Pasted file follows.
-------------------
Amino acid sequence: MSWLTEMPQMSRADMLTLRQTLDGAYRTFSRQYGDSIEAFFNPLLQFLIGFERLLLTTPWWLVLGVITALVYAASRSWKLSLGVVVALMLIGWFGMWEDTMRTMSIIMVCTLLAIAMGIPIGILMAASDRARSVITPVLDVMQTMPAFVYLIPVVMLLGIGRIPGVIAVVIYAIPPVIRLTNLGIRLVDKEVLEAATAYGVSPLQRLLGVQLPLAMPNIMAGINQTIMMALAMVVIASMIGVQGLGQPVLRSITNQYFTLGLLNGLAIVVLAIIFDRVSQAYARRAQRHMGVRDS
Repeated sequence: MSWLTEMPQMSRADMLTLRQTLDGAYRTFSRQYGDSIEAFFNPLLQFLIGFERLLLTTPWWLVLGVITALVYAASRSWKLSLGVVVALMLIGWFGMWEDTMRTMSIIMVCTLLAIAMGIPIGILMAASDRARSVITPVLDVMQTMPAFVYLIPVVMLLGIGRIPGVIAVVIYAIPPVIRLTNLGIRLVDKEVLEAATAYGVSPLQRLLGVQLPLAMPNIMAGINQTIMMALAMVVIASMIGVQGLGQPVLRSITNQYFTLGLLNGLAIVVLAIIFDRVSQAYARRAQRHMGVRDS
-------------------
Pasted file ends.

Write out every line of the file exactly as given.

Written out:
Amino acid sequence: MSWLTEMPQMSRADMLTLRQTLDGAYRTFSRQYGDSIEAFFNPLLQFLIGFERLLLTTPWWLVLGVITALVYAASRSWKLSLGVVVALMLIGWFGMWEDTMRTMSIIMVCTLLAIAMGIPIGILMAASDRARSVITPVLDVMQTMPAFVYLIPVVMLLGIGRIPGVIAVVIYAIPPVIRLTNLGIRLVDKEVLEAATAYGVSPLQRLLGVQLPLAMPNIMAGINQTIMMALAMVVIASMIGVQGLGQPVLRSITNQYFTLGLLNGLAIVVLAIIFDRVSQAYARRAQRHMGVRDS
Repeated sequence: MSWLTEMPQMSRADMLTLRQTLDGAYRTFSRQYGDSIEAFFNPLLQFLIGFERLLLTTPWWLVLGVITALVYAASRSWKLSLGVVVALMLIGWFGMWEDTMRTMSIIMVCTLLAIAMGIPIGILMAASDRARSVITPVLDVMQTMPAFVYLIPVVMLLGIGRIPGVIAVVIYAIPPVIRLTNLGIRLVDKEVLEAATAYGVSPLQRLLGVQLPLAMPNIMAGINQTIMMALAMVVIASMIGVQGLGQPVLRSITNQYFTLGLLNGLAIVVLAIIFDRVSQAYARRAQRHMGVRDS